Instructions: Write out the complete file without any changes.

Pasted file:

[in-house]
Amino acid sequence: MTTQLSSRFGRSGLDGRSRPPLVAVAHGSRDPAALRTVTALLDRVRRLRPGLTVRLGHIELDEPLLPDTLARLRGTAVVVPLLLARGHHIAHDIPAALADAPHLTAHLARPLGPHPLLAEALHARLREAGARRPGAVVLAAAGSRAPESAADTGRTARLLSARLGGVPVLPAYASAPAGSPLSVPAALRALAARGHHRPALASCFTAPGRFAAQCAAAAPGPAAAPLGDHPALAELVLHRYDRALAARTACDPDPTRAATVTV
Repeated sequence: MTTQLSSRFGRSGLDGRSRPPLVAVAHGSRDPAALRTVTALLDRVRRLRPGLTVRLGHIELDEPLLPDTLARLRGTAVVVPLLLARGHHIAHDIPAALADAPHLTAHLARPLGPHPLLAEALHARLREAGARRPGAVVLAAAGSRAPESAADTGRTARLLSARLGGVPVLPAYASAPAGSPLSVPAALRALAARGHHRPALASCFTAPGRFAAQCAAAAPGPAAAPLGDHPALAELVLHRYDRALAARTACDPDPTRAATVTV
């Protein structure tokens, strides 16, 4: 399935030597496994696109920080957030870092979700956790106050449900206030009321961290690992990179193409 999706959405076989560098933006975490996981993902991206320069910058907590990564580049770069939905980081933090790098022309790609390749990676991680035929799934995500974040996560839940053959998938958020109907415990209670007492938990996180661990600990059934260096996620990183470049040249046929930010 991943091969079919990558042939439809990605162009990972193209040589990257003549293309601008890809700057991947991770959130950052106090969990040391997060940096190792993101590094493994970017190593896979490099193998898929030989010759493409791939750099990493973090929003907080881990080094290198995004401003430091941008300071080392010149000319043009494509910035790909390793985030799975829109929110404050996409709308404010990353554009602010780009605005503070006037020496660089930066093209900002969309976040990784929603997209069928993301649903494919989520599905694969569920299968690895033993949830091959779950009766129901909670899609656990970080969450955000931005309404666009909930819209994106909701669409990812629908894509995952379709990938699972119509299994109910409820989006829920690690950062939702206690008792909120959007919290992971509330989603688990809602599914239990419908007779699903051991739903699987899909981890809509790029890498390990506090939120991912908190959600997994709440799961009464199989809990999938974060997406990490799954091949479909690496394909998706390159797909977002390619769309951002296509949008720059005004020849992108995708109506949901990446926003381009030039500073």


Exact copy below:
[in-house]
Amino acid sequence: MTTQLSSRFGRSGLDGRSRPPLVAVAHGSRDPAALRTVTALLDRVRRLRPGLTVRLGHIELDEPLLPDTLARLRGTAVVVPLLLARGHHIAHDIPAALADAPHLTAHLARPLGPHPLLAEALHARLREAGARRPGAVVLAAAGSRAPESAADTGRTARLLSARLGGVPVLPAYASAPAGSPLSVPAALRALAARGHHRPALASCFTAPGRFAAQCAAAAPGPAAAPLGDHPALAELVLHRYDRALAARTACDPDPTRAATVTV
Repeated sequence: MTTQLSSRFGRSGLDGRSRPPLVAVAHGSRDPAALRTVTALLDRVRRLRPGLTVRLGHIELDEPLLPDTLARLRGTAVVVPLLLARGHHIAHDIPAALADAPHLTAHLARPLGPHPLLAEALHARLREAGARRPGAVVLAAAGSRAPESAADTGRTARLLSARLGGVPVLPAYASAPAGSPLSVPAALRALAARGHHRPALASCFTAPGRFAAQCAAAAPGPAAAPLGDHPALAELVLHRYDRALAARTACDPDPTRAATVTV
């Protein structure tokens, strides 16, 4: 399935030597496994696109920080957030870092979700956790106050449900206030009321961290690992990179193409 999706959405076989560098933006975490996981993902991206320069910058907590990564580049770069939905980081933090790098022309790609390749990676991680035929799934995500974040996560839940053959998938958020109907415990209670007492938990996180661990600990059934260096996620990183470049040249046929930010 991943091969079919990558042939439809990605162009990972193209040589990257003549293309601008890809700057991947991770959130950052106090969990040391997060940096190792993101590094493994970017190593896979490099193998898929030989010759493409791939750099990493973090929003907080881990080094290198995004401003430091941008300071080392010149000319043009494509910035790909390793985030799975829109929110404050996409709308404010990353554009602010780009605005503070006037020496660089930066093209900002969309976040990784929603997209069928993301649903494919989520599905694969569920299968690895033993949830091959779950009766129901909670899609656990970080969450955000931005309404666009909930819209994106909701669409990812629908894509995952379709990938699972119509299994109910409820989006829920690690950062939702206690008792909120959007919290992971509330989603688990809602599914239990419908007779699903051991739903699987899909981890809509790029890498390990506090939120991912908190959600997994709440799961009464199989809990999938974060997406990490799954091949479909690496394909998706390159797909977002390619769309951002296509949008720059005004020849992108995708109506949901990446926003381009030039500073």